Unless Congress acts by March 1, a series of automatic cuts-called the sequester-will take effect that threaten hundreds of thousands of middle class jobs, and cut vital services for children, seniors, people with mental illness and our men and women in uniform.

If sequestration were to take effect, some examples of the impacts on Florida this year alone are:

Teachers and Schools: Florida will lose approximately $54.5 million in funding for primary and secondary education, putting around 750 teacher and aide jobs at risk. In addition about 95,000 fewer students would be served and approximately130 fewer schools would receive funding.

Education for Children with Disabilities: In addition, Florida will lose approximately $31.1 million in funds for about 380 teachers, aides, and staff who help children with disabilities.

Work-Study Jobs: Around 6,250 fewer low income students in Florida would receive aid to help them finance the costs of college and around 1,700 fewer students will get work-study jobs that help them pay for college.

Head Start: Head Start and Early Head Start services would be eliminated for approximately 2,700 children in Florida, reducing access to critical early education.

Protections for Clean Air and Clean Water: Florida would lose about $5.2 million in environmental funding to ensure clean water and air quality, as well as prevent pollution from pesticides and hazardous waste. In addition, Florida could lose another $1.1 million in grants for fish and wildlife protection.

Military Readiness: In Florida, approximately 31,000 civilian Department of Defense employees would be furloughed, reducing gross pay by around $183.2 million in total.

    Army: Base operation funding would be cut by about $7 million in Florida.

    Air Force: Funding for Air Force operations in Florida would be cut by about $23 million.

    Navy: $135 million in funding for aircraft depot maintenance in Jacksonville and four
        demolition projects in Pensacola ($3.2 million) could be canceled.

Law Enforcement and Public Safety Funds for Crime Prevention and Prosecution: Florida will lose about $970,000 in Justice Assistance Grants that support law enforcement, prosecution and courts, crime prevention and education, corrections and community corrections, drug treatment and enforcement, and crime victim and witness initiatives.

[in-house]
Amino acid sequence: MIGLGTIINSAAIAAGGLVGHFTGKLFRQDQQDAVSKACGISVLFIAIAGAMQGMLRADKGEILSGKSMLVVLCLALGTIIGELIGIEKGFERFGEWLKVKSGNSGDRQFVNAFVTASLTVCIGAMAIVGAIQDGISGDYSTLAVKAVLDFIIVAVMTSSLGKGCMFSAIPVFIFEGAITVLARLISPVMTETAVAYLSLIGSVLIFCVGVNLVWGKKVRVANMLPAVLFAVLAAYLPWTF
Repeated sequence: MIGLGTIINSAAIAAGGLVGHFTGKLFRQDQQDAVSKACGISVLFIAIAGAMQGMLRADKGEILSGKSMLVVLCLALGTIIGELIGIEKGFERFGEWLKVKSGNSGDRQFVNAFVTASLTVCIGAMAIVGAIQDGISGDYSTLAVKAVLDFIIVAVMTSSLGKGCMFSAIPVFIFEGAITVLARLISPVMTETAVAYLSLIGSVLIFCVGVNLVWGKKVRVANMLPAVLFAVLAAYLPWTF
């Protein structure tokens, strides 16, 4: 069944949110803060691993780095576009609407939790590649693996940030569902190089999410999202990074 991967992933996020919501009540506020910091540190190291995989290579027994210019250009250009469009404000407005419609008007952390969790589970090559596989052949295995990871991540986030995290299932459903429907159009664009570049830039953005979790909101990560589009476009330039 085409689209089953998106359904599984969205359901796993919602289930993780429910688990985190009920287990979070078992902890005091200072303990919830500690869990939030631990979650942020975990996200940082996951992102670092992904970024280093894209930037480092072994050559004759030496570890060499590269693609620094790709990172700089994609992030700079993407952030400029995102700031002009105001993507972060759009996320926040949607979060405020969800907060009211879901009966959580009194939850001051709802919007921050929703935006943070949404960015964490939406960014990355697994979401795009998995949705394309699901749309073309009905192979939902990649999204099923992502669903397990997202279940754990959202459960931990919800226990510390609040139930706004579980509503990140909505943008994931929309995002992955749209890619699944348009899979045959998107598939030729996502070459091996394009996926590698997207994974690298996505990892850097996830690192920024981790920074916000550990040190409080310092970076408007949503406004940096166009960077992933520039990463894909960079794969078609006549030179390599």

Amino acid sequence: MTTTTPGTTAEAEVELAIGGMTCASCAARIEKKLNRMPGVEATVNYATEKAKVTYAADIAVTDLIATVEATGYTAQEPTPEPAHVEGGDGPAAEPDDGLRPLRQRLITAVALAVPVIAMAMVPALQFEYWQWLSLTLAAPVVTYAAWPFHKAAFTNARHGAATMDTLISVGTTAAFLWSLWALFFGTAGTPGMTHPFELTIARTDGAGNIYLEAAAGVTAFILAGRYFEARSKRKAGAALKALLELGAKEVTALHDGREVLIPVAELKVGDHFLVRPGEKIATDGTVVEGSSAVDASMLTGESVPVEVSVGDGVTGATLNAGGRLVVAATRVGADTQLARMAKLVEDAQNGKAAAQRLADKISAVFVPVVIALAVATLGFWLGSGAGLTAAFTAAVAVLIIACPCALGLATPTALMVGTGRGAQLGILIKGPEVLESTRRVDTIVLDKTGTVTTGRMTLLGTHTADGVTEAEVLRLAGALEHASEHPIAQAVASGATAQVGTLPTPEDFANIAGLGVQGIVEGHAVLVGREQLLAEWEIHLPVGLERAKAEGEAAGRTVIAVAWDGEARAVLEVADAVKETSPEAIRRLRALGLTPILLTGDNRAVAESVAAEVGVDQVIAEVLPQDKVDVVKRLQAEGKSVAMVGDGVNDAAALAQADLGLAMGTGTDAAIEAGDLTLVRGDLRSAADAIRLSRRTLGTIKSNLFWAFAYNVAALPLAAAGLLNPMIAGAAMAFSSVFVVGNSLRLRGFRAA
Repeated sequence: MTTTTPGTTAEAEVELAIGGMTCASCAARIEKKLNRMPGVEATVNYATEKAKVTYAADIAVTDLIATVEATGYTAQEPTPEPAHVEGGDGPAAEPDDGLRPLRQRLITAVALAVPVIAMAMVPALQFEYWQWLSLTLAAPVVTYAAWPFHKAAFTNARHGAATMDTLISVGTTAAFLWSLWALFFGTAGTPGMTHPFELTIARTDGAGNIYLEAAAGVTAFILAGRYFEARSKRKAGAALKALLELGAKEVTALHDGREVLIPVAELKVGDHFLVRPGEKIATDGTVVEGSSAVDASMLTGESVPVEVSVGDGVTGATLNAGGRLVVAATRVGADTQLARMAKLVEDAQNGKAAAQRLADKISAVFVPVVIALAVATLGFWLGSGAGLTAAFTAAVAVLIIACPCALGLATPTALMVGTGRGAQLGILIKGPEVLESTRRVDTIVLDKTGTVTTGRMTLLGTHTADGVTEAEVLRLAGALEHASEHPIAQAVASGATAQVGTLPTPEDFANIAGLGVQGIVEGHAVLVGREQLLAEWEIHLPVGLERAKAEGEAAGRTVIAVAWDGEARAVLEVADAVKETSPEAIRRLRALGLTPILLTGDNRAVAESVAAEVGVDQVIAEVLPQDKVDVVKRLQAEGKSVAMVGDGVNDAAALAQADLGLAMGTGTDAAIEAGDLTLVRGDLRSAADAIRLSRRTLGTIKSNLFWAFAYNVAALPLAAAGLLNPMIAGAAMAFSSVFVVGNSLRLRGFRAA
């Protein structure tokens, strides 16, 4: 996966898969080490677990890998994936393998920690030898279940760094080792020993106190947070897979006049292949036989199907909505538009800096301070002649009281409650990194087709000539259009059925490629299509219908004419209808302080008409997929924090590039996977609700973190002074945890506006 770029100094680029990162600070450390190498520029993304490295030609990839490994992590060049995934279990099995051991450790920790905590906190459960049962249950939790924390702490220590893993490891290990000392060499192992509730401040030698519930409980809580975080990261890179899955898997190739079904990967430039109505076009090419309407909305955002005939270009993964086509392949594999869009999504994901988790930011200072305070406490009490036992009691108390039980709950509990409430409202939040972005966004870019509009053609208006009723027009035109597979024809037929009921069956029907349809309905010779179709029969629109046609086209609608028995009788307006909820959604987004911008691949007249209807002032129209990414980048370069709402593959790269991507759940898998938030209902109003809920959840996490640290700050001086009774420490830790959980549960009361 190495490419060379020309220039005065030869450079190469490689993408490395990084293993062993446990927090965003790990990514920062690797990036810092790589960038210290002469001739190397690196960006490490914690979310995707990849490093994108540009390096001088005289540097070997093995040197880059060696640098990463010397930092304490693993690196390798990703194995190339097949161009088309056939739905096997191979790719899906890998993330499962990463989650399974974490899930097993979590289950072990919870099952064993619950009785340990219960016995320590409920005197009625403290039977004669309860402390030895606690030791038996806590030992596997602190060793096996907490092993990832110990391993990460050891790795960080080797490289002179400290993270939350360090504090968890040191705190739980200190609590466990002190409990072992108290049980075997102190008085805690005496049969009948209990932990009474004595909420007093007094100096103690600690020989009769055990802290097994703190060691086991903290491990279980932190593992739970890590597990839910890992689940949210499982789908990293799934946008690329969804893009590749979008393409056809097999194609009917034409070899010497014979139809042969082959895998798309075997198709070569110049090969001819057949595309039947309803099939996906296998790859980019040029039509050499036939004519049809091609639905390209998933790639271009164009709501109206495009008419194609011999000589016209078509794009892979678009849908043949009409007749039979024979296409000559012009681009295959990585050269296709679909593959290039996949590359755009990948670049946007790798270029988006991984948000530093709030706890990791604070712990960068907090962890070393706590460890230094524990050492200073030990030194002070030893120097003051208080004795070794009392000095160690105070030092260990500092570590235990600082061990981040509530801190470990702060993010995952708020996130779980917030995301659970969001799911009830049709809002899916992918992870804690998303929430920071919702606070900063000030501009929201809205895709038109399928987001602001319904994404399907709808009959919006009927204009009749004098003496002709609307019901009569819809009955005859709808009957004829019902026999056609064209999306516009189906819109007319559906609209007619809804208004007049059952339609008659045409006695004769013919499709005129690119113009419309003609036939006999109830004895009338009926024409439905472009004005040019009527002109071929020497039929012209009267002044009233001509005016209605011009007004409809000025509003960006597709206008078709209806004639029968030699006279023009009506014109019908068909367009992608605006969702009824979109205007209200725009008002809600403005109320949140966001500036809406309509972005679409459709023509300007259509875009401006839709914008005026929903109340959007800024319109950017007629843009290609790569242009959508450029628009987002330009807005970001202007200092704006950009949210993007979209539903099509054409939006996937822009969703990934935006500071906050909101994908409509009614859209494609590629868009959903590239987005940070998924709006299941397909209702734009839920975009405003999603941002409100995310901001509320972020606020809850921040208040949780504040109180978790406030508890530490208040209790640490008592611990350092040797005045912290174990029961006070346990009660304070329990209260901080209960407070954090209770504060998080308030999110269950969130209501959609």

Job Search Assistance to Help those in Florida find Employment and Training: Florida will lose about $2.3 million in funding for job search assistance, referral, and placement, meaning around 78,960 fewer people will get the help and skills they need to find employment.

Child Care: Up to 1,600 disadvantaged and vulnerable children could lose access to child care, which is also essential for working parents to hold down a job.

Vaccines for Children: In Florida around 7,450 fewer children will receive vaccines for diseases such as measles, mumps, rubella, tetanus, whooping cough, influenza, and  Hepatitis B due to reduced funding for vaccinations of about $509,000.

Public Health: Florida will lose approximately $1.8 million in funds to help upgrade its ability to respond to public health threats including infectious diseases, natural disasters, and biological, chemical, nuclear, and radiological events. In addition, Florida will lose about $5 million in grants to help prevent and treat substance abuse, resulting in around 4500 fewer admissions to substance abuse programs. And the Florida State Department of Health will lose about $1.4 million resulting in around 35,900 fewer HIV tests.

STOP Violence Against Women Program: Florida could lose up to $404,000 in funds that provide services to victims of domestic violence, resulting in up to 1,500 fewer victims being served.

Nutrition Assistance for Seniors: Florida would lose approximately $3.8 million in funds that provide meals for seniors.